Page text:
Some Asian elephants are a little shy about their eating habits. They sneak into dumps near human settlements at the edges of their forest habitats and quickly gobble up garbage — plastic utensils, packaging and all. But their guilty pleasure for fast food is traveling with them — elephants are transporting plastic and other human garbage deep into forests in parts of India.
“When they defecate, the plastic comes out of the dung and gets deposited in the forest,” said Gitanjali Katlam, an ecological researcher in India.
While a lot of research has been conducted on the spread of plastics from human pollution into the world’s oceans and seas, considerably less is known about how such waste moves with wildlife on land. But elephants are important seed dispersers, and research published this month in the Journal for Nature Conservation shows that the same process that keeps ecosystems functioning might carry human-made pollutants into national parks and other wild areas. This plastic could have negative effects on the health of elephants and other species that have consumed the material once it has passed through the large mammals’ digestive systems.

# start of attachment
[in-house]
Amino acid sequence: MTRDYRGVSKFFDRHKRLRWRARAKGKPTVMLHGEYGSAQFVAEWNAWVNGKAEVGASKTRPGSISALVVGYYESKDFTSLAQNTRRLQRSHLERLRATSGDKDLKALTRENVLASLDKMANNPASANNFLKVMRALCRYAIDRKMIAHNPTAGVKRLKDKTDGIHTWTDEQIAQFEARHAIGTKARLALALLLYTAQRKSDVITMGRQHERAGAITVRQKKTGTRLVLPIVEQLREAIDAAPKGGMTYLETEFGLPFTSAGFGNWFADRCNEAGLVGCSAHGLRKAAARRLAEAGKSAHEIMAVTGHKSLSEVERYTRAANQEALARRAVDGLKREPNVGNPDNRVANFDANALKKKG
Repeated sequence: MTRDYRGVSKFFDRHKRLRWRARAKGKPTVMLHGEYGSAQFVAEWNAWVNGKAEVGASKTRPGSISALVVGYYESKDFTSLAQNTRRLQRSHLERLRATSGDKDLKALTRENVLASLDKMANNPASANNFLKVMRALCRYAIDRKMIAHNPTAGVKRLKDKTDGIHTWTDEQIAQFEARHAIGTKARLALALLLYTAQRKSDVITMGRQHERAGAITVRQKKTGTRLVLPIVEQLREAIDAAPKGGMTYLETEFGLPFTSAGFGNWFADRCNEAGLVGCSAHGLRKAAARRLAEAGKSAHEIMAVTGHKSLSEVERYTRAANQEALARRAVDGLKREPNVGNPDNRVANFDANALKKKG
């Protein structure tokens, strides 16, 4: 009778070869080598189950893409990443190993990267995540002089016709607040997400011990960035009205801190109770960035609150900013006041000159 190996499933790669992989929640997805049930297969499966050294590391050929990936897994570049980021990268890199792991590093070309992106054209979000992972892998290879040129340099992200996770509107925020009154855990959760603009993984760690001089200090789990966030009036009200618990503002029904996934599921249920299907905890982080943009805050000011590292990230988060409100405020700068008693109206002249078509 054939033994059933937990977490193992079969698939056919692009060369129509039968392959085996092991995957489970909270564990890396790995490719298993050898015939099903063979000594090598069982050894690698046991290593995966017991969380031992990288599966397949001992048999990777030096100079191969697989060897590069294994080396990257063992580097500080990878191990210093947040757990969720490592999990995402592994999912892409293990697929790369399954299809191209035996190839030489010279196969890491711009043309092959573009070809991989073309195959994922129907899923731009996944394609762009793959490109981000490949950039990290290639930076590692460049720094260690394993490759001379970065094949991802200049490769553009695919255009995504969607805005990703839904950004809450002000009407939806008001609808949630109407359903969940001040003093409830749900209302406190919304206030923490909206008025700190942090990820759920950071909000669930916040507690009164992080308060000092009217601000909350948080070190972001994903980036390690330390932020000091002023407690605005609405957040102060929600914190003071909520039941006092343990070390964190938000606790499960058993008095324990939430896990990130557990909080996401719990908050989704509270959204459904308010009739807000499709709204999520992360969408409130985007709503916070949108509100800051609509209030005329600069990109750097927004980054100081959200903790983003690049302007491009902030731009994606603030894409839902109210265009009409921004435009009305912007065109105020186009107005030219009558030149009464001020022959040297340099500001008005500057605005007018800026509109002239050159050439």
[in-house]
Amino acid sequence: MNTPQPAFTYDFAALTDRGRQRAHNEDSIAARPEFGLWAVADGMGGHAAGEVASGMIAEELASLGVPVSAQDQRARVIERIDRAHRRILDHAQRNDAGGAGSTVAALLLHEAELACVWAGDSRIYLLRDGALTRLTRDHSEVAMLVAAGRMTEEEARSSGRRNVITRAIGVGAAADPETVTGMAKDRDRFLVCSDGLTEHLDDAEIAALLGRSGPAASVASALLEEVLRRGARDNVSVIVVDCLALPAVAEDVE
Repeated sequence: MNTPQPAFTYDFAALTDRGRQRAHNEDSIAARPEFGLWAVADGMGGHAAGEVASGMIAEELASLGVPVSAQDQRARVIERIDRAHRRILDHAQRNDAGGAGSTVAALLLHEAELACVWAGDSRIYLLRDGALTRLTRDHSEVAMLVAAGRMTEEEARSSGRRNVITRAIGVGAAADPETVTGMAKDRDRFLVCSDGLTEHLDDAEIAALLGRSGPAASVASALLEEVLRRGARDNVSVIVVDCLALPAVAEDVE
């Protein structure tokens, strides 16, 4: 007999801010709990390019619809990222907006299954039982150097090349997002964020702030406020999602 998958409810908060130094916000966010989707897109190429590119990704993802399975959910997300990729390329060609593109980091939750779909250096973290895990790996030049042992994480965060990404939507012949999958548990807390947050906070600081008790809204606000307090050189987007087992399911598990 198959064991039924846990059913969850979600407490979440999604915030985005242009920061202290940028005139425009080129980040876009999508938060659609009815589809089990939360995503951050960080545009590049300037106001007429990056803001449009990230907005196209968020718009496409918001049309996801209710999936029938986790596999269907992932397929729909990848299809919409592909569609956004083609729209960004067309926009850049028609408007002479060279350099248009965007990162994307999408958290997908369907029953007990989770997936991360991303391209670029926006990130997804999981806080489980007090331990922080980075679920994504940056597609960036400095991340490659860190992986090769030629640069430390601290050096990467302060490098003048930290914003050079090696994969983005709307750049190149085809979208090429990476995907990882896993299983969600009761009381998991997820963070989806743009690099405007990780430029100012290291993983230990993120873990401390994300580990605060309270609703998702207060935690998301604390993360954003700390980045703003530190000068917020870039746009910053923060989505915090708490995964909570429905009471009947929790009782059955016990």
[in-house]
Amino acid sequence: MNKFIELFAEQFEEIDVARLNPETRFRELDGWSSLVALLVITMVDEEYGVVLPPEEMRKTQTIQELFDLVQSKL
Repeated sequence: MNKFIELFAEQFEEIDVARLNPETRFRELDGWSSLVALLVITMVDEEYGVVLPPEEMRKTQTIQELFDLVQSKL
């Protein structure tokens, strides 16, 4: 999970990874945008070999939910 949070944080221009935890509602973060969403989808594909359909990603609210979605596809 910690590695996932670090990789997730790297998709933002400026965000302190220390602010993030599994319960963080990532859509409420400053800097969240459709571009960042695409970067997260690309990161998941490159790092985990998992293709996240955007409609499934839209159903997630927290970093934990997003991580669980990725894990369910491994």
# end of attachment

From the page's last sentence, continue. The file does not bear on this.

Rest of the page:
Dr. Katlam first noticed elephants feeding on garbage on trail cameras during her Ph.D. work at Jawaharlal Nehru University. She was studying which animals visited garbage dumps at the edge of villages in northern India. At the time, she and her colleagues also noticed plastic in the elephants’ dung. With the Nature Science Initiative, a nonprofit focused on ecological research in northern India, Dr. Katlam and her colleagues collected elephant dung in Uttarakhand state.